Wednesday, December 31, 2014

Dick Dale of "The Lawrence Welk Show" passes away

According to the blog Welk Musical Family and The Globe Gazette, Dick Dale has passed away. He performed on The Lawrence Welk Show from 1955 to 1982.

Sadly, his passing is not being covered by major news sources, presumably because the editors don't think anyone cares about or remembers The Lawrence Welk Show.

Thursday, February 13, 2014

Hollywood: Please stop dying

I just have one thing to say tonight. Please no more deaths. This week has been very hard. I don't have the strength to write  anything other than I am very deeply saddened by all of this week's passings. Especially today's news, Ralph Waite of The Waltons, my favorite show. If anyone deserved an Emmy, it was Mr. Waite.

Saturday, February 8, 2014

Jay Leno's last week

After 20+ years on the air,  last week was Jay's last, and I was feeling a little sentimental. So I DVR'd every episode this week to make sure I caught every last moment before the Jay Leno era ended for good.

I remember when Johnny Carson left in May 1992. I wasn't a regular viewer of late night talk then either, but I remember taping each of his last shows, too (but I couldn't tell you for the life of me what became of those old VHS tapes).

Last Monday, Jay's successor Jimmy Fallon was the first guest of the evening; he and Jay had a friendly chat. I'm happy that Jimmy will be the new host. I like him. For one, he's a fan of the Muppets. And I find him funny, too with a good sense of timing. And I think he will treat his guests with respect. For example, I remember a Jimmy Fallon show a few months ago when Bill Cosby was a guest. Bill was acting very strangely that night (as if drunk) and ended up lying on the floor, then sitting of the floor for an extended period of time. Instead of mocking him or snickering, Jimmy got on the floor, too so as to not make Bill Cosby look so bad.

Monday night's second guest was Betty White, and when she emerged from the backstage Jay and Jimmy escorted her to the couch. She teased Jay by acting more interested in Jimmy. Then she reminisced about each of the previous Tonight Show hosts, going all the way back to Steve Allen and Jack Paar. Then Jay showed an old clip of Betty's Life With Elizabeth show from the early 1950s and Betty was thrilled. I'd like to see more of those old episodes!

On Tuesday, Matthew McCaunahey was the first guest, followed by former NBA star Charles Barkley, who is now a commentator. Matthew talked a little about "Dallas Buyers Club" - the movie that may win him an Oscar. And Barkley praised the LA Clippers. Then on Wednesday, Sandra Bullock - another possible Oscar winner this year - was the first guest followed by Blake Shelton. Blake began to tell a story about marijuana smoking at the Grammys a few weeks ago but didn't get to finish the story. Jay managed to tease Sandra a bit for some of her bad movies ("Speed 2")  but then praised her for others, including a movie that came out 20 years ago called Wrestling Ernest Hemingway. Jay talked about how much he loved it and her performance in it. I never saw that movie but I'm going to seek it out and review it on my movie blog one day.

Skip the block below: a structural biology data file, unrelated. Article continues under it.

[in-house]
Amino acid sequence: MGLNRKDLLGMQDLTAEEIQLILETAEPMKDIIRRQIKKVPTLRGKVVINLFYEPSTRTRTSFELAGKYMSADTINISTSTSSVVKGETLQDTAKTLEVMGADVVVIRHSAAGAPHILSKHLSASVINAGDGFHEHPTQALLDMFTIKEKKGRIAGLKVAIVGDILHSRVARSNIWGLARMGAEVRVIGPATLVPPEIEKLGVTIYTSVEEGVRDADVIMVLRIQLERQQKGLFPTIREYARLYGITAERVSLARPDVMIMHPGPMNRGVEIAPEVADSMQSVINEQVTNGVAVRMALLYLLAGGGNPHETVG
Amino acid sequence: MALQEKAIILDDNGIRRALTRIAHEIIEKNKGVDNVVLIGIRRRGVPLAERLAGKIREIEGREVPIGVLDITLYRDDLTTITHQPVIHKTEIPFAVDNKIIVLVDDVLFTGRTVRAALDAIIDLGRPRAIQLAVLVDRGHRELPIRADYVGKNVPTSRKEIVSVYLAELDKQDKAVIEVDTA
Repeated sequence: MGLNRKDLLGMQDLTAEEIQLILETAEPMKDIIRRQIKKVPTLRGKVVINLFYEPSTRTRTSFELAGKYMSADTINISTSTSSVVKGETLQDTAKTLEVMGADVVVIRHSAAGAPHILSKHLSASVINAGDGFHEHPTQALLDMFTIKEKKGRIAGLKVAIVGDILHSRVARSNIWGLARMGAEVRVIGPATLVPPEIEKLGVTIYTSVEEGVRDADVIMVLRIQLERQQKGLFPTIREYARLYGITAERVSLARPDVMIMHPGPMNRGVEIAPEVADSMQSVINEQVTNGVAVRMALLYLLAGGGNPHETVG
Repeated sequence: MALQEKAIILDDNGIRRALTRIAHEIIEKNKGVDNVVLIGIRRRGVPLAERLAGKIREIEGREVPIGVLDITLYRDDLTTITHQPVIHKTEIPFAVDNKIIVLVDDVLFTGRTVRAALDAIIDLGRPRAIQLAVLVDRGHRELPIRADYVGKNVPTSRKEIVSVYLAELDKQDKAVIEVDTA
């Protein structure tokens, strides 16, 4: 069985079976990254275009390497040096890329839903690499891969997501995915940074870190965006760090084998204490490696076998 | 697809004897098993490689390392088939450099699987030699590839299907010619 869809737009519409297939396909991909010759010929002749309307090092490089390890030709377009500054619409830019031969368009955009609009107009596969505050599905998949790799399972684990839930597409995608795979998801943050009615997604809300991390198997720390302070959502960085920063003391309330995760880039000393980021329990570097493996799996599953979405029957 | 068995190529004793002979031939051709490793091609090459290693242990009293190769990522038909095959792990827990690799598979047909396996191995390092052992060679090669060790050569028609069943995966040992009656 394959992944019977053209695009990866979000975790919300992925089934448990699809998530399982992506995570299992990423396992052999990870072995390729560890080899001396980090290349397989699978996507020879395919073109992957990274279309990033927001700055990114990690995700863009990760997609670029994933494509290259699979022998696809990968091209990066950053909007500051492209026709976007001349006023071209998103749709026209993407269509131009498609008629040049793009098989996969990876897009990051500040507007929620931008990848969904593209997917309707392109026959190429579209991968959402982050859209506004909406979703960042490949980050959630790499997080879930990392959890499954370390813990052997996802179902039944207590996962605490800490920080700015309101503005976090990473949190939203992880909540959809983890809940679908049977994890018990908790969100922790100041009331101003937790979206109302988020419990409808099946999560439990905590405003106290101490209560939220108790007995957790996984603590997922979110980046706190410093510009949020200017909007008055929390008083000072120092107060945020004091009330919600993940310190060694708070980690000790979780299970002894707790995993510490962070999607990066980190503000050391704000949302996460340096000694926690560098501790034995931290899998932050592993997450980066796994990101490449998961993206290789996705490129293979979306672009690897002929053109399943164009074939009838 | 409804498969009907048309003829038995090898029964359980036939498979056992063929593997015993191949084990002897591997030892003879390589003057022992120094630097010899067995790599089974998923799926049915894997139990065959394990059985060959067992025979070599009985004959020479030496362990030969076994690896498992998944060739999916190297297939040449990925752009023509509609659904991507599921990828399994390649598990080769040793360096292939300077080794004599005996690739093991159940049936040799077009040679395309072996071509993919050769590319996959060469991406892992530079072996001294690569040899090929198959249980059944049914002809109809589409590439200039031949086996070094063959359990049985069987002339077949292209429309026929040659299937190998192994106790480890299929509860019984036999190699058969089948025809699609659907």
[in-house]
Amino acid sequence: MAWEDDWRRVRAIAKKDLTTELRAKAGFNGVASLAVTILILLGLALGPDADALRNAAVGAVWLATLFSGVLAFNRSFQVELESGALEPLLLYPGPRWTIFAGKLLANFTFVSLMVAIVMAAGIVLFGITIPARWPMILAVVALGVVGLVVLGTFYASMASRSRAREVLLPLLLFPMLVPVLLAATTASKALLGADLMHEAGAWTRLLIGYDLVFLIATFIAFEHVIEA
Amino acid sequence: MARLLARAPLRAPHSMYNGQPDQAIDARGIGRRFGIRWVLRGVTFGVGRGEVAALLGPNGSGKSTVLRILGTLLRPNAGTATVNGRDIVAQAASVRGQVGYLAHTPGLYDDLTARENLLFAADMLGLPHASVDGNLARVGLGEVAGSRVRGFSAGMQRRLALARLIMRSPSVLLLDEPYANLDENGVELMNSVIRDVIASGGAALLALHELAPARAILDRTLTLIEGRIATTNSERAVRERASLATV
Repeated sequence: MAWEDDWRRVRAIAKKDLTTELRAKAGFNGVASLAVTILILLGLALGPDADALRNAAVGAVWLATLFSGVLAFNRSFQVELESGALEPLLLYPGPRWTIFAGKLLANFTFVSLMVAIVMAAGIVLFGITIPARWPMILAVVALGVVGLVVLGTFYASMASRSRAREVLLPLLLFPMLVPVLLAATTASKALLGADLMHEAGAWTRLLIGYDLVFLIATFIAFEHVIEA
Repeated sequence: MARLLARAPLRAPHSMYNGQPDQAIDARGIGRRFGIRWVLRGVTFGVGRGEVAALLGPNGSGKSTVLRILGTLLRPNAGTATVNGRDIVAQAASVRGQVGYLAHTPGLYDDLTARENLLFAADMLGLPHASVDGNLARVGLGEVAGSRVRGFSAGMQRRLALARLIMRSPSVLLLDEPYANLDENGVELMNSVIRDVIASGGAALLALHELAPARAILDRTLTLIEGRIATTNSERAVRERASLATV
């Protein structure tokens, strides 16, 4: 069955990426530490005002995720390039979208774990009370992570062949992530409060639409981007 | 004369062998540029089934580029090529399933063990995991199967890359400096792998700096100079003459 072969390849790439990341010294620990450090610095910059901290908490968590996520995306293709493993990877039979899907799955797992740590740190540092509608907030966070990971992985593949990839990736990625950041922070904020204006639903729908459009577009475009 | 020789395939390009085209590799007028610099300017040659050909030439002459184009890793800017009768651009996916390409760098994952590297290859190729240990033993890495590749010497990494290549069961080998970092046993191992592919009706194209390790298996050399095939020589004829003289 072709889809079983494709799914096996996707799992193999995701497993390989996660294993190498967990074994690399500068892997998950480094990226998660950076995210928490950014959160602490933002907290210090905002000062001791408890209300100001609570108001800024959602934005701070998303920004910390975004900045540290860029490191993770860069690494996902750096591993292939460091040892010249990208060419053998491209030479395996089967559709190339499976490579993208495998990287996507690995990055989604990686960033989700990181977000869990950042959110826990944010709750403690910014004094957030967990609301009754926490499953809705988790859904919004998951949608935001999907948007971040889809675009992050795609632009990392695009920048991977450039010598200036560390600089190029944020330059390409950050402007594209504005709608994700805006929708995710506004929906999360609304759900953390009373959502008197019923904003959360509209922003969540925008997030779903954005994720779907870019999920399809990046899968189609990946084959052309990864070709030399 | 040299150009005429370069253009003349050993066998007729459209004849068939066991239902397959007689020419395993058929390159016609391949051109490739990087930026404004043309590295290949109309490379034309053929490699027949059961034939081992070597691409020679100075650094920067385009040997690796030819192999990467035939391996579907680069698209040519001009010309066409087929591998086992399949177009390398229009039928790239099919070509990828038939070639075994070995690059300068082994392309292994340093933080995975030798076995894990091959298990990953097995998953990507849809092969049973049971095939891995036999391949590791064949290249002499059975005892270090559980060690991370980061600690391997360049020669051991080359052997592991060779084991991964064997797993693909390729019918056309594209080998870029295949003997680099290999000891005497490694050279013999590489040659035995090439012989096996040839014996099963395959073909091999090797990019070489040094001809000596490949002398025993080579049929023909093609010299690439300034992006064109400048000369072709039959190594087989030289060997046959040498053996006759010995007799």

Then Thursday was Jay's final show, with guest Billy Crystal. Billy began with a little comedy act, and then sang a parody of the "Goodbye Farewell" song from "Sound of Music", with guest stars stopping in such as  Carol Burnett, Sheryl Crow, and Oprah Winfrey. Billy and Jay reminisced about their early careers in the late 60s and early 70s when they knew each other in the comedy world. They both cited Robert Klein as a big influence and I found that interesting. I guess I never thought about who influenced them as comedians.
And then Jay introduced his final musical guest Garth Brooths, who sang one sad song (The Dance) and one spirited one (Friends in Low Places).

I think Monday or Tuesday's show had a 5-minute clip of highlights from the past 20 years. That was fun. I wish there was an entire show of clips. Like Johnny Carson did on his last show in May 1992. Oh well, there's always YouTube I guess.

Friday, January 17, 2014

The Waltons episode on Slavery

The other day I watched an episode of that had the Waltons deal with the issue of slavery. It was the episode where their black neighbor Verdie goes on a quest to find her ancestors. It was a very touching episode, and I think one of the best of the whole series. At one point, Verdie's husband tells her not to go hunting for answers because it will be too painful. But she keeps searching anyway, with the help of Jason Walton who drives to her to several towns and cities searching for public records, churches, and cemeteries.

Eventually they make their way to a plantation where her great grandfather once lived, and where an old woman now resides. The old woman tells  them to go away. But Grandpa Walton  - of her generation - persuades her to let Verdie look at some records in the house. Eventually Verdie and Jason find sketches of everyone that lived on the plantation including the slaves, one of them being Verdie's great-grandfather who came from Africa.

The way this whole sequence is filmed really makes you feel you're right there along with Verdie, Grandpa, and Jason. When they go into the attic, you get the feeling that no one has been there in years, and that they'll probably be the last people ever up there, until the old woman dies. 

At the end of the episode, there's a close up of Verdie praying that one day someone in her family's line will have an opportunity to travel to Africa and discover deeper roots. 

I wished the episode ended on that note, but there was the obligatory ending where everyone in the Walton house says "Goodnight" and I thought that sort of killed the mood. Otherwise, it's a great episode.